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Abstract Detail

Genetics Section

Okada, Miki [1], Lanzatella-Craig, Christina [1], Tobias, Christian [1].

Genetic diversity in tetraploid and octoploid cultivars of switchgrass (Panicum virgatum) as assesses by EST-derived microsatellite markers.

Switchgrass is widely viewed as a promising biofuel crop for production of lignocellulosic ethanol. Switchgrass is a self-incompatible, perennial species, native to the tallgrass prairie in North America. It has a wide geographical distribution, and lowland and upland ecotypes are recognized within the species. Lowland and upland ecotypes are predominantly tetraploid and octoploid, respectively. Switchgrass cultivars include both ecotypes and display variation in agronomic traits, including biomass and adaptation to latitudinal environmental gradients. Switchgrass cultivars have been derived from native stands and are expected to be genetically diverse populations, but genetic diversity within and between cultivars have not been quantified. The objectives of our study were to determine the level of genetic variation within and among cultivars using EST-derived microsatellite markers and whether these markers can be used to differentiate and identify the cultivars. We screened 40 individuals from a total of twelve cultivars, six each from tetraploid and octoploid cytotypes using 25 primer pairs. Only the loci that amplified alleles from one of the genomes, thus displaying diploid segregation in tetraploids, were used in the study. Based on a preliminary analysis with eight cultivars and seven loci, the number of alleles detected across loci ranged from seven to 51. Within tetraploid cultivars, gene diversity varied from 0.46 to 0.73, and FST among cultivars was 0.282. Average Shannon diversity index within cultivars was higher in octoploids (2.64) than in tetraploids (1.85). In contrast, an FST analog based on Shannon diversity index was greater among tetraploids (0.350) than octoploids (0.235). Population assignment using STRUCTURE successfully differentiated the cultivars and assigned the individuals to respective cultivars with the exception of two cultivars, one of which was derived from the other. The number of loci required to assign an unknown individual to the correct cultivar will be explored.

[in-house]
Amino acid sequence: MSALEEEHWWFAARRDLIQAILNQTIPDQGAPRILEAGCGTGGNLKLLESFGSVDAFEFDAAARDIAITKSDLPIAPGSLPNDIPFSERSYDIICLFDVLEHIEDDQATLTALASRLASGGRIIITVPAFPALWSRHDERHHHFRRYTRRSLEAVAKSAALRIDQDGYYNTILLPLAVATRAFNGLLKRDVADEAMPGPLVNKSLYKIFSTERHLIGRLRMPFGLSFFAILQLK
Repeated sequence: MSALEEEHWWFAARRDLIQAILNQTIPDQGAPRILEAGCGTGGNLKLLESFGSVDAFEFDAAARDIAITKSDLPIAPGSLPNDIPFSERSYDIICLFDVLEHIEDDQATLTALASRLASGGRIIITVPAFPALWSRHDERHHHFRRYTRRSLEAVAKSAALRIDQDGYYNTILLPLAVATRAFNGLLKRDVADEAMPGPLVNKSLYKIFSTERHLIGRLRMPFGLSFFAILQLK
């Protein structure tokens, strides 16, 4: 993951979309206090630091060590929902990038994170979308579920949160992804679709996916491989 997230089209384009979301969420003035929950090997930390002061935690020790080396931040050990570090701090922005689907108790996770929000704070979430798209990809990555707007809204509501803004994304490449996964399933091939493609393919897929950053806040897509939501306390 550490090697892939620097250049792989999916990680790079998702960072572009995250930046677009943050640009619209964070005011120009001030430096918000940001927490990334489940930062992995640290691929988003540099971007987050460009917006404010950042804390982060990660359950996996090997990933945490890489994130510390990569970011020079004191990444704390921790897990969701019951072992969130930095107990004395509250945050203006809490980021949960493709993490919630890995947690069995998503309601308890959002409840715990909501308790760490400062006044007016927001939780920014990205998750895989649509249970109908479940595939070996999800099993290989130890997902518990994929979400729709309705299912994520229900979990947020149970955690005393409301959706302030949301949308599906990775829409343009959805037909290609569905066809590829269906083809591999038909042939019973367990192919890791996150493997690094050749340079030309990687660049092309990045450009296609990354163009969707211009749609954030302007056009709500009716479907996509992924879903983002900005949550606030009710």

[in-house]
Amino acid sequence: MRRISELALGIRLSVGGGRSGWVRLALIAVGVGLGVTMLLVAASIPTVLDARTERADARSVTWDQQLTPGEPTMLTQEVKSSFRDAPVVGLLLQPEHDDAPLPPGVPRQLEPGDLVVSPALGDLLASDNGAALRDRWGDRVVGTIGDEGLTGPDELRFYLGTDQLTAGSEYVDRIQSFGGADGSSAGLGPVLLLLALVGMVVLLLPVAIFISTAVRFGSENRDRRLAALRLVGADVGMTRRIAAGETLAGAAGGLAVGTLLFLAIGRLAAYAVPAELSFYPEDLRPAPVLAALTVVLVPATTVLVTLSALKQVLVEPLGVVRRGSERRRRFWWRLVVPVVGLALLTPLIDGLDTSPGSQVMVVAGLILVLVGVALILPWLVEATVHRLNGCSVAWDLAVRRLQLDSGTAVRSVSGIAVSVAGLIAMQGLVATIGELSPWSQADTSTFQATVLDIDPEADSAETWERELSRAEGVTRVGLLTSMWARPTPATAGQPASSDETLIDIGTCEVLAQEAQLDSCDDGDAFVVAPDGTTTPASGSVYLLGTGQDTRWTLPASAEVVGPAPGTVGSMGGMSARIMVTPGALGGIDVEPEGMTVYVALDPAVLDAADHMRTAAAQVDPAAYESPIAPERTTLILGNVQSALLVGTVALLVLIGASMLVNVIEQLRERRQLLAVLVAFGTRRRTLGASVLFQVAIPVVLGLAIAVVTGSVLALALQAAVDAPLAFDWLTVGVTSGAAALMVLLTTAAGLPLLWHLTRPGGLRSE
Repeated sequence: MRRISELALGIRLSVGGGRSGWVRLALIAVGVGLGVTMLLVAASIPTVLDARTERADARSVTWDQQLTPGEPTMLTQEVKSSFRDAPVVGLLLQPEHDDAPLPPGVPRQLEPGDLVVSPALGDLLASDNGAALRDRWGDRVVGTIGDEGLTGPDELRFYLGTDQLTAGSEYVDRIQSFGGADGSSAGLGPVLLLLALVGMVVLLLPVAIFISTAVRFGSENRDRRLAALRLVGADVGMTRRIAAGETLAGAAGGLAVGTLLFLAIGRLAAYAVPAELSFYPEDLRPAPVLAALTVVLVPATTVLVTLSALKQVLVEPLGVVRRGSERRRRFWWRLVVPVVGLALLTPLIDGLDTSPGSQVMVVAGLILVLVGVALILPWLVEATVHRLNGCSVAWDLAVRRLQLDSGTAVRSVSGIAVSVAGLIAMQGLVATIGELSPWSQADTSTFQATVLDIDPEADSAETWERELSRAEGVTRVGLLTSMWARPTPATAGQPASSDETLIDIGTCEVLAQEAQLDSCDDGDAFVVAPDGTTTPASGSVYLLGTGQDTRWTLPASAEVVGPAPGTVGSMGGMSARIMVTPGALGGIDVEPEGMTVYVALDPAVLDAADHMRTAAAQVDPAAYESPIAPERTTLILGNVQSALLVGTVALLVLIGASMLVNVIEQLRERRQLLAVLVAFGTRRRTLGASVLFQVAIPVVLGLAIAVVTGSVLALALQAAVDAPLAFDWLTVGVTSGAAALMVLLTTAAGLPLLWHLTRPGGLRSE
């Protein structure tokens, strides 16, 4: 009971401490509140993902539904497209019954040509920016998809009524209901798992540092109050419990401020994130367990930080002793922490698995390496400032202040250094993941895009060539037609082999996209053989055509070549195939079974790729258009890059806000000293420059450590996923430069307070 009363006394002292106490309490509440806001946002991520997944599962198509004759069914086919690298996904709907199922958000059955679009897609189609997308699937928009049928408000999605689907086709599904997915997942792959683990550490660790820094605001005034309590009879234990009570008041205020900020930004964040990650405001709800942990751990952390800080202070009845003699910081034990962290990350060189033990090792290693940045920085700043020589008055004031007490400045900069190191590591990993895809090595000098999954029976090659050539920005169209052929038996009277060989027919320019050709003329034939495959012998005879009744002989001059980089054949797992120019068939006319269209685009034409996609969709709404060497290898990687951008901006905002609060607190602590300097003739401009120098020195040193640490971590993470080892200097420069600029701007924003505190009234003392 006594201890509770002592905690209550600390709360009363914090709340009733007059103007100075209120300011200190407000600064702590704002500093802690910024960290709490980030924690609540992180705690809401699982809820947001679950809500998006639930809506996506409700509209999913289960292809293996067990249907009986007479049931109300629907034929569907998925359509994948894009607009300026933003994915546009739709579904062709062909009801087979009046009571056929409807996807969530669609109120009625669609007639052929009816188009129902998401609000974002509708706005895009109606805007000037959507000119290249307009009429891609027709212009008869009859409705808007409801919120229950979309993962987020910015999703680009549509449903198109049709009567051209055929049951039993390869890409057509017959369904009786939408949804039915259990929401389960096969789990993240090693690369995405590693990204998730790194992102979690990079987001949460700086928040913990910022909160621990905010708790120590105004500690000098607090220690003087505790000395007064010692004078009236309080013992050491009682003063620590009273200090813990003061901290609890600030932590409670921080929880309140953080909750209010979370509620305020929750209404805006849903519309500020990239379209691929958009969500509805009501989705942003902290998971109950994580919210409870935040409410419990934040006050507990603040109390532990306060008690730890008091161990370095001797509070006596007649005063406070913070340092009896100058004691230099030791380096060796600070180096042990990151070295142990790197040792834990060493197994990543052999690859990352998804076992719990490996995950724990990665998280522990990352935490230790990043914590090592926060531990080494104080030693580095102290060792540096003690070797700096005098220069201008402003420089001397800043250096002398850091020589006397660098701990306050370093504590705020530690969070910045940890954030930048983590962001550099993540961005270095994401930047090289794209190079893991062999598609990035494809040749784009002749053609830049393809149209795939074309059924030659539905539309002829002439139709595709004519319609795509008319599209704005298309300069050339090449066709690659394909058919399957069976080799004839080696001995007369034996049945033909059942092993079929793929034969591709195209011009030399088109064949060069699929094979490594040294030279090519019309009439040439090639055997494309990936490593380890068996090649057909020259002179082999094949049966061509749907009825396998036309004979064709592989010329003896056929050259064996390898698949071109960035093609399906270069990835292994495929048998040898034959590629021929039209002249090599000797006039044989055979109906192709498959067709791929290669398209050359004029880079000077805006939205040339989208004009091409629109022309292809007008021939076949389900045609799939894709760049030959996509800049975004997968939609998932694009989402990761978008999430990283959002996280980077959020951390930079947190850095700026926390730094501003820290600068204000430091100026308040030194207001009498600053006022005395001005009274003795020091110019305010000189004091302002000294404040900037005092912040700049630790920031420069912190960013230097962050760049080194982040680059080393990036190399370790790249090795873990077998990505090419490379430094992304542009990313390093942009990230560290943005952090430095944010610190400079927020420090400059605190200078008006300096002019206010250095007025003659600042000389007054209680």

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1 - U.S. Department of Agriculture - ARS, Western Regional Research Center, 800 Buchanan Street, Albany, CA, 94710, USA

Panicum virgatum
microsatellite marker
Genetic diversity
population assignment.

Presentation Type: Oral Paper:Papers for BSA Sections
Session: 13
Location: Cottonwood C/Snowbird Center
Date: Monday, July 27th, 2009
Time: 11:00 AM
Number: 13004
Abstract ID:835